ANN ARBOR, Mich.Through a smoldering brush fire, past wind-shearing road trains, across the Australian continent, the University of Michigan's Quantum was the first American car to finish the World Solar Challenge today. The Solar Car Team placed third overall in the international competition.
No other U.S. team has had back-to-back top-three World Solar Challenge finishes.
After driving for 35 hours and 33 minutes over five days, the U-M team crossed the end-of-timing line in Angle Vale, South Australia at 3:55 p.m. race time (2:25 a.m. U.S. ET). They are spending the night there. In the morning they will drive the remaining 20 miles to the ceremonial finish line in Adelaide's Victoria Square.
"It was an incredibly close race, especially due to the unexpected elements such as the brush fire which delayed the race, dust storms, major cloud cover at the end of the race, and the ultra reliable cars of Nuon and Tokai," said Chris Hilger, the team's business director.
With an average speed of 56 mph, Japan's Tokai University finished first. The Netherlands' Nuon took second.
U-M's Quantum, which averaged 52 mph, kept pace with the leaders for the first day, said Santosh Kumar, the team's head strategist and engineering director.
On the second day, officials stopped the race because of a brush fire. All three teams had a unique mid-race opportunity to fully charge their batteries. And when they hit the road again on day 3, brush was still smoking on the side of the road. Clouds and rain were forecasted, and the team drove conservatively to prepare for it, Kumar said. But Tokai didn't. They extended their lead.
"At the beginning of the fourth day, we launched a counter attack, hurtling down the Stuart Highway at 64 mph attempting to reel Tokai in," Kumar said.
The team was just three minutes from overtaking the second place Nuon when a strong gust of wind ripped the right wheel fairing from the chassis. The students made roadside repairs while the other two teams pulled ahead. By the time they were back on the Stuart Highway, though, Michigan was 30 minutes behind the leading teams.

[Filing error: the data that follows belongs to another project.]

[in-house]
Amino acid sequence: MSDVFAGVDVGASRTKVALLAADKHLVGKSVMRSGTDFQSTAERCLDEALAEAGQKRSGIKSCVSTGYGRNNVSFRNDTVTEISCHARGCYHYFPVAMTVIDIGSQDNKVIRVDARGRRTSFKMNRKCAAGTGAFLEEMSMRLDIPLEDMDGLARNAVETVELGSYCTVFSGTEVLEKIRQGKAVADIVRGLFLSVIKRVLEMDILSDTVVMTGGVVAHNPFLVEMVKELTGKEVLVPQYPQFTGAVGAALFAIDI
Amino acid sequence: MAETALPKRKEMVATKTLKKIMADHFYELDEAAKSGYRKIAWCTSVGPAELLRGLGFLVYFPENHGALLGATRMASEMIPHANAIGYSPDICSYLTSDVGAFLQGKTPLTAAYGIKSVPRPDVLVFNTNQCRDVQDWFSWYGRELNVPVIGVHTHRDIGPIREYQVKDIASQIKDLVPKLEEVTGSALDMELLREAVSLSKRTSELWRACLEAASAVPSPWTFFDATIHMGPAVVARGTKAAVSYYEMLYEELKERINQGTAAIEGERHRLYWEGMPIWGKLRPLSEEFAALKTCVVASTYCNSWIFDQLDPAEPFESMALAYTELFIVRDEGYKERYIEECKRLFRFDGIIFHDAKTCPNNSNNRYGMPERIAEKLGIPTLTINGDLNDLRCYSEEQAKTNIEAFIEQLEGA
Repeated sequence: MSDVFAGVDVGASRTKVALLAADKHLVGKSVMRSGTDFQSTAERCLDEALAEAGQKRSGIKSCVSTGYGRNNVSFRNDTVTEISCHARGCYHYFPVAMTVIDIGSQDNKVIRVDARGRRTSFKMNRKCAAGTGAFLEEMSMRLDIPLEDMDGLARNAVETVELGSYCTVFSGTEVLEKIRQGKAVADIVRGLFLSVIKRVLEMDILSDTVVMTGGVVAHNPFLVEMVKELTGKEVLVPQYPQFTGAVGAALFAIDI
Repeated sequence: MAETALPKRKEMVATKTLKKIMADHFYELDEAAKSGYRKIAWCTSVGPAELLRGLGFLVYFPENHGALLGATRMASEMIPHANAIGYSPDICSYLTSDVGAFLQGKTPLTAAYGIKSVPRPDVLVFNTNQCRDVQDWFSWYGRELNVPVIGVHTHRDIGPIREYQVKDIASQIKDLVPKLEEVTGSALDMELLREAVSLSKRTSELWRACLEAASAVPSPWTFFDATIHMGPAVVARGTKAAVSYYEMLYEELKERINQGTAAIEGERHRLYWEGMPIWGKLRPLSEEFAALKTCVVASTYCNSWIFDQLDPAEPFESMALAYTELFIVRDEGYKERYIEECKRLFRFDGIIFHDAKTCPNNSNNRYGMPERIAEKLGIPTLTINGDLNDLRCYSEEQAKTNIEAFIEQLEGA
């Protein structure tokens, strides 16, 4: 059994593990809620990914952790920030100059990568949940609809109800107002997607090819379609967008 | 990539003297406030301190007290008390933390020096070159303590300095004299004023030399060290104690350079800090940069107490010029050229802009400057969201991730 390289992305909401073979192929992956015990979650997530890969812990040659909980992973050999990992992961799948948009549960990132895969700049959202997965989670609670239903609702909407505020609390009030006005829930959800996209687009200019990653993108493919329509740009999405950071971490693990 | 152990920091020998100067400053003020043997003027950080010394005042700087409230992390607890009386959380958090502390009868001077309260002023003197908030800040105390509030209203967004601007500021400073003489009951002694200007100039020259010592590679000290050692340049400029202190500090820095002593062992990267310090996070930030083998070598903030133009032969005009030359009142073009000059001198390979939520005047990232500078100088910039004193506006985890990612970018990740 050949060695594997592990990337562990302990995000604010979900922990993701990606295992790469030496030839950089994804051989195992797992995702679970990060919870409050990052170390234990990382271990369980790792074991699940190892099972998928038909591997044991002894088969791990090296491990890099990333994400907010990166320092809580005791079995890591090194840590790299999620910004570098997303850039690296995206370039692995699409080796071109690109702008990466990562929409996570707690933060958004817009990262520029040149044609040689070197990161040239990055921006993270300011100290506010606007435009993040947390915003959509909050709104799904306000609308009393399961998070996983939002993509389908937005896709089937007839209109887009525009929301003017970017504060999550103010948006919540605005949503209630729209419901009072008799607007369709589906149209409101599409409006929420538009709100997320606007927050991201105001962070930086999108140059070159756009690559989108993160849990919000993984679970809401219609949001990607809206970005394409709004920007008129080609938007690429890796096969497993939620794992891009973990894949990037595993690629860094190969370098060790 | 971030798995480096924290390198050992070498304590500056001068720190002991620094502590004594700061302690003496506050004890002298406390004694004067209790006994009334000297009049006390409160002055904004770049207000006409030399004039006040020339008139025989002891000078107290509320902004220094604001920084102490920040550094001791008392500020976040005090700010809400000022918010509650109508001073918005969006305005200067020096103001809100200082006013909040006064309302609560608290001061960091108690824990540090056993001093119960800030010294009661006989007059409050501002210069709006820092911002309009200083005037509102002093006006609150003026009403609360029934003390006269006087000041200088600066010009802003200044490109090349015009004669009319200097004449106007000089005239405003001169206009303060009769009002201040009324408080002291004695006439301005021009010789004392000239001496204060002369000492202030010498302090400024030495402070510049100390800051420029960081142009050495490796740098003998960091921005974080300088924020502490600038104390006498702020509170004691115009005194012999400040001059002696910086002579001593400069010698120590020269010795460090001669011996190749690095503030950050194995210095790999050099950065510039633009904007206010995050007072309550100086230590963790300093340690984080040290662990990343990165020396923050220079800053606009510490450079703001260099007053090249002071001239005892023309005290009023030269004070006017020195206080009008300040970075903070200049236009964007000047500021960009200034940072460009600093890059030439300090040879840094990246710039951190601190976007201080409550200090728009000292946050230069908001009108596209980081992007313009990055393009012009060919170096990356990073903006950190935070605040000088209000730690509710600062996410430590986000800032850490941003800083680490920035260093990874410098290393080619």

En route to the next control stop, "bad luck hit Quantum again with just the wrong combination of cross winds and road train wakes to pull the (fairing) off a second time," race manager Rachel Kramer wrote in a guest blog post on Life @ Michigan.
A road train is a long tractor-trailer, and in this year's race, teams had to contend with several carrying wide loads.
"We never gave up the chase," Kumar said.
The team "crawled" across the finish, according to their final race tweet. They had emptied their battery trying.
"We're really proud," said Caitlin Sadler, the team's head of public relations. "We built a great car. They raced an amazing race and they've really held up the tradition."
U-M placed third in the World Solar Challenge in 2009 as well. This is the fifth time in the race's 20-year history that the U-M team has placed third. Reigning national champions, the team has finished first in the North American Solar Challenge three times in a row and six times total.
During the past two years of intense preparation, the team shaved 200 pounds off its 2009 car by weighing the vehicle bolt by bolt and streamlining nearly every part. They improved its aerodynamics by an estimated 30 percent. They tested in practice races across Michigan and in Australia. And they strategized with computer scientists and sailboat racers to come up with more accurate weather forecasting models.
Major team sponsors are IMRA America, Inc., Michigan Engineering and Ford Motor Co. For a full list, visit: http://solarcar.engin.umich.edu/quantum-sponsors/.
With more than 100 students from schools and colleges across the university, the Solar Car Team is one of the largest student organizations on campus.